Bermuda-based reinsurance firm and third-party capital management specialist RenaissanceRe has benefited from significantly higher fee income earned through its various third-party capital management and ILS fund activities in 2019.
Management fees soared for RenaissanceRe (RenRe) in 2019, as its third-party capital assets under management increased significantly across the range of joint-venture and insurance-linked securities (ILS) strategies that the company operates.
RenRe added to its third-party capital under management again in time for the key January 1st 2020 reinsurance renewals, following on from fresh capital raises in 2019 as well, in particular for its collateralised reinsurance and retrocession fund vehicle Upsilon.
That followed RenRe also raising over $700 million of new third-party capital from investors for its joint-venture and insurance-linked securities (ILS) vehicles in the second-quarter of 2019 and additional funds raised at the beginning of last year as well.
All of this fresh capital from third-party investors has helped RenRe to significantly boost its ILS and joint-venture managed capital pile, resulting in a significant increase to fee income earned.
RenRe has reported that joint-ventures drove just over $42.5 million of management fee income in 2019, while the managed ILS funds drove over $18.6 million of management fees and structured reinsurance and other related products that drive risk to capital drove $35.2 million.
In total, RenRe’s third-party capital related management fee income reported for the full-year 2019 was $96.42 million, a significant 36% uplift from the $71.16 million in full-year 2018, having risen from $50.19 million in 2017.
These increases are aligned with growing third-party ILS assets under management at RenRe and this fee income has become a significant contributor to the reinsurers earnings these days.
Performance fees are the other component of earnings RenRe makes directly from its ILS and joint-venture third-party capital management activities, these however reflect the impacts of catastrophe losses and loss creep, as you can only earn the performance component as positive performance allows.
For 2019 RenRe’s performance fees for its joint-venture vehicles reached $9.66 million (down on 2018’s $15.093m), the managed ILS funds only delivered $420,000 of performance fees (up on 2018’s $62k) , and the other structured products almost $7.7 million (near double 2018’s $3.58m).
So in total, RenRe’s third-party capital performance fees for full-year 2019 came out at almost $17.8 million, which is more than slightly down on the almost $18.74 million earned in 2018.
This reflects the continued impact of losses, with fresh catastrophe events such as typhoon Jebi and hurricane Michael likely having dented performance of these ILS related vehicles during the past year. Some further loss creep from prior year events is also likely a factor in the reduced level of third-party capital performance fees earned in 2019 for RenRe.
Overall, total fee income from third-party capital management activities rose strongly to almost $114.2 million in 2019 for RenRe.
Even given the dip in performance fees earned, that’s an impressive 27% increase on 2018’s almost $89.9 million and getting close to double 2017’s $64.5 million.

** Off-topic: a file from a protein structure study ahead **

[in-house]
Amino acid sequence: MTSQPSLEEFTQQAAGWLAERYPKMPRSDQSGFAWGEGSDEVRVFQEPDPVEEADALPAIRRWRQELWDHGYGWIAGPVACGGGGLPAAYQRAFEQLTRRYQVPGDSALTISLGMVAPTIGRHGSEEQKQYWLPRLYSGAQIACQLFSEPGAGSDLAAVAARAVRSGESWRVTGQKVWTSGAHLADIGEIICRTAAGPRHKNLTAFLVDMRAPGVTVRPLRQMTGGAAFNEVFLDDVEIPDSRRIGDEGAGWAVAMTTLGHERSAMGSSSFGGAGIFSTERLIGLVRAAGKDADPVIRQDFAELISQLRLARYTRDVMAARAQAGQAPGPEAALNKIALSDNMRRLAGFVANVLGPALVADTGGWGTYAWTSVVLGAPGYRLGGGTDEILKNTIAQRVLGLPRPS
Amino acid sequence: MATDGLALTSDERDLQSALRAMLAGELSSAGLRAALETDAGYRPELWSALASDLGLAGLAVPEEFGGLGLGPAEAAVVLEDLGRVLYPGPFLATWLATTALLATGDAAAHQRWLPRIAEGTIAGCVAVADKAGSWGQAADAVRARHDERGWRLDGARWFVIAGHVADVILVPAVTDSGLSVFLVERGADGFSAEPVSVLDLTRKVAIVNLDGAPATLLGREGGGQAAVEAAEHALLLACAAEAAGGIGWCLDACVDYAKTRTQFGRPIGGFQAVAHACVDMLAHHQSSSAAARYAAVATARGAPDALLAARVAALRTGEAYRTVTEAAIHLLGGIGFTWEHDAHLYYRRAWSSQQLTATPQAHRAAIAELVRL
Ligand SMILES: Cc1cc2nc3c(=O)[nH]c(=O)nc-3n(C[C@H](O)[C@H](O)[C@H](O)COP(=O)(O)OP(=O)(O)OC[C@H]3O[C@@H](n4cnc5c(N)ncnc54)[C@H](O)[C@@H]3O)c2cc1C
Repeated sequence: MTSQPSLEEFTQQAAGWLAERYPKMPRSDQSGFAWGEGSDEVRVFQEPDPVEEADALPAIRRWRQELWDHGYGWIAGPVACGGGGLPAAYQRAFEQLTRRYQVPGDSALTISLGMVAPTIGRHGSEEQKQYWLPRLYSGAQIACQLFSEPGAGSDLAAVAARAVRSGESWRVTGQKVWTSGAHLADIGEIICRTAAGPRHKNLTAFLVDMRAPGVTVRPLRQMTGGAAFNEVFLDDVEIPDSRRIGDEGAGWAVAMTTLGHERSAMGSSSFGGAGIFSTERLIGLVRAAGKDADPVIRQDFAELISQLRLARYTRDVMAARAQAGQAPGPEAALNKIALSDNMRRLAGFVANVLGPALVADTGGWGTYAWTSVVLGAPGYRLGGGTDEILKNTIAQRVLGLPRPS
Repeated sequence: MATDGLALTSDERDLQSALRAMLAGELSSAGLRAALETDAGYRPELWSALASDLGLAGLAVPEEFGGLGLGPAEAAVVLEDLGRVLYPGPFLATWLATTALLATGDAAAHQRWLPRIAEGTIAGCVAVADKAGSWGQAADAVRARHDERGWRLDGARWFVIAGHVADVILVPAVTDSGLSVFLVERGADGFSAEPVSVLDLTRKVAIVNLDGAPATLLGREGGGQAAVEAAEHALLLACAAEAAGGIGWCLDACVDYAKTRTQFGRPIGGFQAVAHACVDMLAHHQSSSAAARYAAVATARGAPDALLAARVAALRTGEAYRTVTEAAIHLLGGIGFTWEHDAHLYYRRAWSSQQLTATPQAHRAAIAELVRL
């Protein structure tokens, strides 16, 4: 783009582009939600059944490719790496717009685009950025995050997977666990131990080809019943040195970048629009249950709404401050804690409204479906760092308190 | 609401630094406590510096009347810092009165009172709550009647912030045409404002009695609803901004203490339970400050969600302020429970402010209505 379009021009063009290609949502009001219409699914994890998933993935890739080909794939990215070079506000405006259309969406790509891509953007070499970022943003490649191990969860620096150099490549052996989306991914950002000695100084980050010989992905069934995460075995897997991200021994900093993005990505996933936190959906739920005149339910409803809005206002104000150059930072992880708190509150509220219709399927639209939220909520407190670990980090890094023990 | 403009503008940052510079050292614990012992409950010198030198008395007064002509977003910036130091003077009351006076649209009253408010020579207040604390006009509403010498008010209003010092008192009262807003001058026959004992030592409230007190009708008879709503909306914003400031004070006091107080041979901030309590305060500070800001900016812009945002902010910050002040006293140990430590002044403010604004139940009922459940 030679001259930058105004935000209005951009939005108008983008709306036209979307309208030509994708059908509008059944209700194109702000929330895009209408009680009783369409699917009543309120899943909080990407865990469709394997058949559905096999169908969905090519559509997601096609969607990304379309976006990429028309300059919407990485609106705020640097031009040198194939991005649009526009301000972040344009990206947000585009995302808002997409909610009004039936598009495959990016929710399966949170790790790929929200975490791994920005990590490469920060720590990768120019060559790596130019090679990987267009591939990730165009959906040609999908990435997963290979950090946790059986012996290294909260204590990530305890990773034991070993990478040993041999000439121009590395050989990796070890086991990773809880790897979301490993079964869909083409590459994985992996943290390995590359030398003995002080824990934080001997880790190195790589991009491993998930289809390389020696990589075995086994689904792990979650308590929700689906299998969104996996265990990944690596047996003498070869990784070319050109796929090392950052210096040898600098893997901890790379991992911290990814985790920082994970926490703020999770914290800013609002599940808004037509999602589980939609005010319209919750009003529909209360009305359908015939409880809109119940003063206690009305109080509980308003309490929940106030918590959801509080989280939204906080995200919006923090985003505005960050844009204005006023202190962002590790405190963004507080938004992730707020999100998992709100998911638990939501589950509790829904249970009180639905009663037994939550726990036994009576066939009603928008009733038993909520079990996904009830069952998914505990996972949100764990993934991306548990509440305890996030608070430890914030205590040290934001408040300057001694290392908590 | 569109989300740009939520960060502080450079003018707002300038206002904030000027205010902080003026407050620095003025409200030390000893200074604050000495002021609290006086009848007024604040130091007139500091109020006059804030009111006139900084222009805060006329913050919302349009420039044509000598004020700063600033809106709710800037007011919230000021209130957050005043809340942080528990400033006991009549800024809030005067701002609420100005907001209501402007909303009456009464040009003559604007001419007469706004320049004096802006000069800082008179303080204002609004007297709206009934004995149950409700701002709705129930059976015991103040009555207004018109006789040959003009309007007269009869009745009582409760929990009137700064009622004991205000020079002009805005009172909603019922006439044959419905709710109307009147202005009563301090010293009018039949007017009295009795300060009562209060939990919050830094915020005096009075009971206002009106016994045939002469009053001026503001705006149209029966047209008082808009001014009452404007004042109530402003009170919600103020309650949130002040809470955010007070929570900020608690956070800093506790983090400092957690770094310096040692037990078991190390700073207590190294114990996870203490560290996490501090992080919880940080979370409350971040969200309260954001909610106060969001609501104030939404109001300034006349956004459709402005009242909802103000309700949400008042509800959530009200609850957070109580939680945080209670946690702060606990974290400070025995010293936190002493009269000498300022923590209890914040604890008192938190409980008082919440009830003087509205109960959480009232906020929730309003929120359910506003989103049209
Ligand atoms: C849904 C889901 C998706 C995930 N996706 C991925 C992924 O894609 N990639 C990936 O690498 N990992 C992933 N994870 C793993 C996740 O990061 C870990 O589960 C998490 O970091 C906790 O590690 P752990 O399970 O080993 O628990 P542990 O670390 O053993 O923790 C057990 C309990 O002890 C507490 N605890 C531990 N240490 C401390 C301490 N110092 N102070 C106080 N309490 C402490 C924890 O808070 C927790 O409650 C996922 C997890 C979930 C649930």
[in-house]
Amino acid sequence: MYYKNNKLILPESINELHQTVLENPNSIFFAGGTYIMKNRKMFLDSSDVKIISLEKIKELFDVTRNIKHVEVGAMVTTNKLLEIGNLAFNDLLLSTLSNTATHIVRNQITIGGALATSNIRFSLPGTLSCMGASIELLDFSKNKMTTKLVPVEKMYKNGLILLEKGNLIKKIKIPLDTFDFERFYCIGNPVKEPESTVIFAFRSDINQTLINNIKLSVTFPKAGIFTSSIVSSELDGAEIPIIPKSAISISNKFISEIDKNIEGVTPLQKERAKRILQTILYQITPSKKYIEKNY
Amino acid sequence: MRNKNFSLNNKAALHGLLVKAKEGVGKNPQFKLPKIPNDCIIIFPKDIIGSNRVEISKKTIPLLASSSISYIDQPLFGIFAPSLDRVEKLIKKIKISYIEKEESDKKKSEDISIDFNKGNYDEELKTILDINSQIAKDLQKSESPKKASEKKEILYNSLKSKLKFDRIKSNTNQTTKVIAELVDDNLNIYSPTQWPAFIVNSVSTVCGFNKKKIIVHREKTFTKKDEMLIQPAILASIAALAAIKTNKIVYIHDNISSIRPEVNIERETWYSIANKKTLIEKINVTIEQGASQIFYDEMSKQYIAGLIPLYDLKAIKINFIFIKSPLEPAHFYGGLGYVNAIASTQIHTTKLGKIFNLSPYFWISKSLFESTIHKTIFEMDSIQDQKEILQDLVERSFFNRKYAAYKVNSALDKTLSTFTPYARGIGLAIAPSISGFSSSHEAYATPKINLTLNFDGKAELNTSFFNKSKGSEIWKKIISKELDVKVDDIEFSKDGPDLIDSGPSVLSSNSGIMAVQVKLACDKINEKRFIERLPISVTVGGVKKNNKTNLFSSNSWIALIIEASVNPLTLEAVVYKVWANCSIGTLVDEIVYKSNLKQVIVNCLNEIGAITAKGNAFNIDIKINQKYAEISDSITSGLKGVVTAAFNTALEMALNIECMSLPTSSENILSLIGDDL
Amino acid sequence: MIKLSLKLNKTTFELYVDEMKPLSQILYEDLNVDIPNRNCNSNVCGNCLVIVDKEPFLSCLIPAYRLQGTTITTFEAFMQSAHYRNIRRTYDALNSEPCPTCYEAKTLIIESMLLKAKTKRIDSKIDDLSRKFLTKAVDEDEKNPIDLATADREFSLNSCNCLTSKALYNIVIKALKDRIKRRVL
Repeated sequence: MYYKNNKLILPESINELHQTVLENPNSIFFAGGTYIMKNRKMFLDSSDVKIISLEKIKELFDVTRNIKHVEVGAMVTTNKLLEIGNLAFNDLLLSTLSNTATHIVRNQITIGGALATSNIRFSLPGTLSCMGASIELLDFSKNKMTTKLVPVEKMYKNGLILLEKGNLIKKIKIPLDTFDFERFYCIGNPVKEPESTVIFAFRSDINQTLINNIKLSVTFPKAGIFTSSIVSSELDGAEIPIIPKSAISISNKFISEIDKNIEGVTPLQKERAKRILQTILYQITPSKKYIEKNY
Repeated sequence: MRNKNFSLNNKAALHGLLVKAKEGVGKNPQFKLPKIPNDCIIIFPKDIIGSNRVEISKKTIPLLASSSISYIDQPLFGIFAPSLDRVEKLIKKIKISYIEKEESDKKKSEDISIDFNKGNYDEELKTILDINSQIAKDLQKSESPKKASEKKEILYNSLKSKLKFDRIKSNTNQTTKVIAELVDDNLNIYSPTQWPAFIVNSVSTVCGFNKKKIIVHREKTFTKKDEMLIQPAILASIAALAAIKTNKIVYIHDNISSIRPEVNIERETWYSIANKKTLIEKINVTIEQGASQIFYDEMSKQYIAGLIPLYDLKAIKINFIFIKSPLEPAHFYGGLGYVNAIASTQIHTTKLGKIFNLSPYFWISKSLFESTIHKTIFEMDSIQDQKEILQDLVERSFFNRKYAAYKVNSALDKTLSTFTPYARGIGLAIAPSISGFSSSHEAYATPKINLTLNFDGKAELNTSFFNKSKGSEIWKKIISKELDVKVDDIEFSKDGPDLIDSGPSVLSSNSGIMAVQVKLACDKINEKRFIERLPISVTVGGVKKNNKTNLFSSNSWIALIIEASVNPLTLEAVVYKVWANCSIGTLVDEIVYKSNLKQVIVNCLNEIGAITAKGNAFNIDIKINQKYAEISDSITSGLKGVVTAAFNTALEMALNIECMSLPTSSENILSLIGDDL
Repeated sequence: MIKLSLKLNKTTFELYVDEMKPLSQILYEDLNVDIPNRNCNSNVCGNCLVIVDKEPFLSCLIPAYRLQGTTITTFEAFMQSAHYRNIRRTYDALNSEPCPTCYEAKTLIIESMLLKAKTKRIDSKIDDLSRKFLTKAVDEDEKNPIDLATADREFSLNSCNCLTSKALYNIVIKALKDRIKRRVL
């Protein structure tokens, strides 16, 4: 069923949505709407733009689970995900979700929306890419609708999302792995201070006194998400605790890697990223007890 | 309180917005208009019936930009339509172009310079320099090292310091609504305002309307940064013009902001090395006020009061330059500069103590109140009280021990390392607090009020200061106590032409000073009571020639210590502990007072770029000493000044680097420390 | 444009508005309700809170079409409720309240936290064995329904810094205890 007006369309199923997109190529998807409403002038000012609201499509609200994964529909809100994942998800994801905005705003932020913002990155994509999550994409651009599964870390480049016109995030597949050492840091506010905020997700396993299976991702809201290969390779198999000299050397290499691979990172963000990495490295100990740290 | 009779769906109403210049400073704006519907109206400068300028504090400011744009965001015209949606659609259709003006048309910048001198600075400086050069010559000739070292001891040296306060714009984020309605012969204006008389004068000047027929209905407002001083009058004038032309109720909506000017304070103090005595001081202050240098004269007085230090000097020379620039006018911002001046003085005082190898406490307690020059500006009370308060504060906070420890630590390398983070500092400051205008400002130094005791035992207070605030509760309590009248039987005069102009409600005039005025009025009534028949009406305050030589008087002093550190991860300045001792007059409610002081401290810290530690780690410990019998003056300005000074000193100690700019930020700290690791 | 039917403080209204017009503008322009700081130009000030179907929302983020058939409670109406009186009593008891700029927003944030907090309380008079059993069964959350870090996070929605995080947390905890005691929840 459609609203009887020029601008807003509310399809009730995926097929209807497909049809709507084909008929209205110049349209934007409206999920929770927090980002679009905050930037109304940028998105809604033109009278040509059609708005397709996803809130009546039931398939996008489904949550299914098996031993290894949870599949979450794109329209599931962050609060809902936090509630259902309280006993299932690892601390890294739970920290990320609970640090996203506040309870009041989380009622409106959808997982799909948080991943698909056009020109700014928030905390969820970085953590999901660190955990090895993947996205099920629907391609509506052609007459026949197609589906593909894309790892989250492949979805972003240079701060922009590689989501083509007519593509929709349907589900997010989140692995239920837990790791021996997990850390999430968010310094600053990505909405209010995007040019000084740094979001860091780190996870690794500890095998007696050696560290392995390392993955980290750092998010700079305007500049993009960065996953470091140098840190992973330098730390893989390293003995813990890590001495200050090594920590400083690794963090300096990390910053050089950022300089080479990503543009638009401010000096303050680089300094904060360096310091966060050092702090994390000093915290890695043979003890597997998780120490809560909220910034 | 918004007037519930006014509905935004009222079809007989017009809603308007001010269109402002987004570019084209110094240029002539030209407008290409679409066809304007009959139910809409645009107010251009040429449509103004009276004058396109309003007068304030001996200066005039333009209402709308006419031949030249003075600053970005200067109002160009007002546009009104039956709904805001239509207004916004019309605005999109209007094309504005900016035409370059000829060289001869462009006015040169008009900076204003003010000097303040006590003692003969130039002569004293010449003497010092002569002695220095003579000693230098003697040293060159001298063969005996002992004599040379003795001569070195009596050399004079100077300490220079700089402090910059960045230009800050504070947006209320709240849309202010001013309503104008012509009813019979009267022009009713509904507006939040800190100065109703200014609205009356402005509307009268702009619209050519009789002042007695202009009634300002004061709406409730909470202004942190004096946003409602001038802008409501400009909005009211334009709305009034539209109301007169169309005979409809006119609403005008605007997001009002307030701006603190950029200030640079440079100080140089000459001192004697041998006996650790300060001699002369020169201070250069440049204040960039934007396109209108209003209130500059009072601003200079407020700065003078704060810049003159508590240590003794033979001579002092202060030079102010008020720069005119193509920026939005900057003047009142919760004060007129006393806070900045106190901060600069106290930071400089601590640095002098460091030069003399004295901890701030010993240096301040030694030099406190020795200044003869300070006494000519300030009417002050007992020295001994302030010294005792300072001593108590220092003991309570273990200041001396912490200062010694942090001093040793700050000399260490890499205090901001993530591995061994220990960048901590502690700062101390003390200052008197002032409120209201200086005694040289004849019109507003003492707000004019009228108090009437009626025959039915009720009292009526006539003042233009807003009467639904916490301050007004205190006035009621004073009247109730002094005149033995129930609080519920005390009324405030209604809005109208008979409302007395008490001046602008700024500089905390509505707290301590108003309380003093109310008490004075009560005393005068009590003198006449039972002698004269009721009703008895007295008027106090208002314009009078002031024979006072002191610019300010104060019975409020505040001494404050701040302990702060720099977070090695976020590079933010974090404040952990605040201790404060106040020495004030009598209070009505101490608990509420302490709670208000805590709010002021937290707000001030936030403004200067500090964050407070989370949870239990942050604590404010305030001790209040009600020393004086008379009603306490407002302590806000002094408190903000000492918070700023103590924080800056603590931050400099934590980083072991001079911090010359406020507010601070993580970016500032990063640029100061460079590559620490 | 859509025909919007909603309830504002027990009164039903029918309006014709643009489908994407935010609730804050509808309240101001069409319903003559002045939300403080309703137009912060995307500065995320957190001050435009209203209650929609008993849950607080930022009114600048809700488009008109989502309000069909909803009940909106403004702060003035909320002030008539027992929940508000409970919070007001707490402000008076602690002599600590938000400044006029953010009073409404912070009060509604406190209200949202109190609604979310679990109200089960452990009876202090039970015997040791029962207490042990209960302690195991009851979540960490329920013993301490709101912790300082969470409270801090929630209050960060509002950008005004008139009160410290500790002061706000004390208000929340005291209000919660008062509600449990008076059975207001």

Of course, fee income earned from these third-party reinsurance capital activities is not the whole story of benefits to RenaissanceRe.
The company also benefits from the leverage this efficient capital provides it with, helping it to become a much more important player come renewal time.
Add in efficiencies that are generated by leaning on other investors capital, plus the retrocessional benefits and if quantified the total boost to RenRe’s operating performance is now very significant.
As the third-party assets managed by RenRe continue to rise, the amount of risk it is ceding to investors has increased further as well.
RenRe reports that it ceded $71 million more premiums in 2019 from its property segment, taking total property premiums ceded to $776.7 million.
The company said this is, “principally due to a significant portion of the increase in gross premiums written in the catastrophe class of business noted above being ceded to third-party investors in our managed vehicles, in particular Upsilon RFO, as well as an overall increase in ceded purchases.”
Reflecting the significant growth in third-party assets managed, which in turn drive the fee income increases, RenRe reports that balance-sheet assets related to its Upsilon RFO vehicle reached $3.1 billion at the end of 2019, up 41% on the end of 2018’s figure of $2.2 billion.
Upsilon, which allocates investor capital to investments in collateralised reinsurance and retrocession, has clearly been able to take advantage of improved market conditions, helping it to raise fresh capital along the way.
As of the end of December 2019, RenRe’s participation in the risks assumed by Upsilon RFO was reported as 16.5%.
Upsilon and Medici have been the beneficiary of much of the capital raising that RenRe achieved in recent months it seems, as its ILS fund strategies grew in size significantly over the period.
Medici ended the year accounting for $632 million of noncontrolling interests, a roughly 50% increase on the end of 2018.
RenRe has put significant effort into capital raising in 2019, which will have built it an investor base likely ready to support any ambitions to upsize again in 2020.
With reinsurance and retrocession rates up and set to rise further at future renewals, there’s every chance RenaissanceRe’s third-party capital under management increases again in the coming months.